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HANFORD — A company that processes dead dairy cows from Kings County has come out publicly against the California high-speed rail project.

Baker Commodities, the company that operates the processing facility east of Hanford, sent a representative last week to a Senate Transportation and Housing Committee hearing in Sacramento to speak in support of SB 985.

The bill, sponsored by state Sen. Doug LaMalfa, R-Richvale, would put the $68 billion project back on the ballot to give voters a second chance to consider it in November. When voters initially OK’d funding in 2008, the cost was estimated at $33 billion.

LaMalfa delayed a committee vote on his bill last week, fearing that majority of Democratic members would kill it. He could bring it up again for a vote again if conditions are more favorable politically.

Baker’s public opposition to the project marks a departure for the company, which until now has been quietly negotiating with the California High-Speed Rail Authority to avoid disruptions to its plant.

One planned alignment announced last year would go right through the middle of the facility, forcing the company to relocate.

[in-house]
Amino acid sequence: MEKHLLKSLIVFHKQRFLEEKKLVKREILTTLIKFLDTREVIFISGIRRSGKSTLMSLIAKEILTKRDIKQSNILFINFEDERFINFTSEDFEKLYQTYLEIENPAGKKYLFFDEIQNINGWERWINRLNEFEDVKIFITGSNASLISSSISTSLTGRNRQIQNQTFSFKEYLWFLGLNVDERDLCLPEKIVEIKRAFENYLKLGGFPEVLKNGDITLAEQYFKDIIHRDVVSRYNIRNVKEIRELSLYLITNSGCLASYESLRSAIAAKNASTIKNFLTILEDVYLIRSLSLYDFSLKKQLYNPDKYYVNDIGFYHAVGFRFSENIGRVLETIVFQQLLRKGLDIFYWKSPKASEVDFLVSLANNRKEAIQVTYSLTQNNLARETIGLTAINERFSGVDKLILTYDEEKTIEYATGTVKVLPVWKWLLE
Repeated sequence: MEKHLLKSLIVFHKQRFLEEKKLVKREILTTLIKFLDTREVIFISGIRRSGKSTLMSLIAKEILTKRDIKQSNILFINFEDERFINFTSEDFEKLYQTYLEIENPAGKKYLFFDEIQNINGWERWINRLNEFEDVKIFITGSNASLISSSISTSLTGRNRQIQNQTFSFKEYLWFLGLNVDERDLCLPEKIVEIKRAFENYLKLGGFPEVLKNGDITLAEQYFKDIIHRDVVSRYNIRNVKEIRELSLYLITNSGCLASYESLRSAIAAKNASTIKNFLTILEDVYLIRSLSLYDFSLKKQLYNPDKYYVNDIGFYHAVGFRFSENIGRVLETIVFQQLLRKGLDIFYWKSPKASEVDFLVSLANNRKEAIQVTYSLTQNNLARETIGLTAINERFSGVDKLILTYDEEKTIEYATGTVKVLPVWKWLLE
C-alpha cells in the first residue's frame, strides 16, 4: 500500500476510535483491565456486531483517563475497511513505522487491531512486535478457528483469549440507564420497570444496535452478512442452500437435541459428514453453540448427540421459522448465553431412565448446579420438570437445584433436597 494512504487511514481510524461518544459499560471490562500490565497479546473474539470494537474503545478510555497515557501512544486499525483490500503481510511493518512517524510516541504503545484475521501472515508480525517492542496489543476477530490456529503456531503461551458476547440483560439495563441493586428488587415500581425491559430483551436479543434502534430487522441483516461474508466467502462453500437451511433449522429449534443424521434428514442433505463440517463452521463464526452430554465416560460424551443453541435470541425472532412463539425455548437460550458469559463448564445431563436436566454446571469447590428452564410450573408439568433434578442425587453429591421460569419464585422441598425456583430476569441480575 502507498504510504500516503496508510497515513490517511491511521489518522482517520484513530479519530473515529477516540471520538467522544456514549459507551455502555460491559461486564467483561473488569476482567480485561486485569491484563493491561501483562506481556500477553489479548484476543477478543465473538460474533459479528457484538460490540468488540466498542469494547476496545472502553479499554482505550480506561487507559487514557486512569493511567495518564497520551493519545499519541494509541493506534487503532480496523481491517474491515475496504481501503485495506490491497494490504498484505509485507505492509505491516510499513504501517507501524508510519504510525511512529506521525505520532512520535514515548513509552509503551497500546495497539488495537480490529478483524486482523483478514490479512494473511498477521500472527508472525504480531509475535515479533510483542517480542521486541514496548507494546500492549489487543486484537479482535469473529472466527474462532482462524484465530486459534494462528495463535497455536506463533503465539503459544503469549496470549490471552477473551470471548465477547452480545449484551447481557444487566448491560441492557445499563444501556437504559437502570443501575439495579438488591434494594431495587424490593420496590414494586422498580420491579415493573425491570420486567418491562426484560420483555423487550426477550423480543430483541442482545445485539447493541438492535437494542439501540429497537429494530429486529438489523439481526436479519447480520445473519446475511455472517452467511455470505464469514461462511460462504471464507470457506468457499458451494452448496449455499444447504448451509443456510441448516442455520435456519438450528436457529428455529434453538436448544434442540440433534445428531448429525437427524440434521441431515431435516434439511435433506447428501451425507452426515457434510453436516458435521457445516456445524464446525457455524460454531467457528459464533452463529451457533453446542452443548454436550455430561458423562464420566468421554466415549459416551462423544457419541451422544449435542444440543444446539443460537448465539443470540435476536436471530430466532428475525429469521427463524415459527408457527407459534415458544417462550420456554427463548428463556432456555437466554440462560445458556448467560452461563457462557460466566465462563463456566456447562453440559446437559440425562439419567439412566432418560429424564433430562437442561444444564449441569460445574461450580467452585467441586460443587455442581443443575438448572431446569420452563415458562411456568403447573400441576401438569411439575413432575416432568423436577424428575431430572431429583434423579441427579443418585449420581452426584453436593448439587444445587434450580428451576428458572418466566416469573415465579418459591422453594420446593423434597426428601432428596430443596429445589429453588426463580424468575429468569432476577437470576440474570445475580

Baker officials remain concerned that the alignment — known as Hanford East because it swings through dairies and farmland east of the Burlington Northern Santa Fe tracks through town — would lead to costly delays and dead animals piling up on local dairies while the company tried to move its facility.

“There was never any reassurance that we would come out whole should our facility have to be relocated,” said Dennis Luckey, executive vice president for Baker. “We were probably as impacted ... as any business out there. It was definitely going to take out our entire facility.”

“It would be almost impossible to get any re-permitting to [rebuild] that facility,” said Kings County Supervisor Doug Verboon. “It’s important to protect that.”

But all bets are off, because the Authority is considering an alternative route that swings west of Hanford. That route would miss the plant completely. The Hanford West alignment has its own problems, including a possible route through the property of First Baptist Church Hanford.

A route recommendation is expected sometime this summer, when the Authority says it will release a final draft of the Bakersfield-to-Fresno environmental impact report.

Baker is against both alignments because they would impact dairy customers and the local economy, Luckey said.

“We want as little of the local economy and businesses impacted as possible,” Luckey said. “We have a lot of friends and associates. We’re supportive of their opposition.”

The reporter can be reached at 583-2432 or


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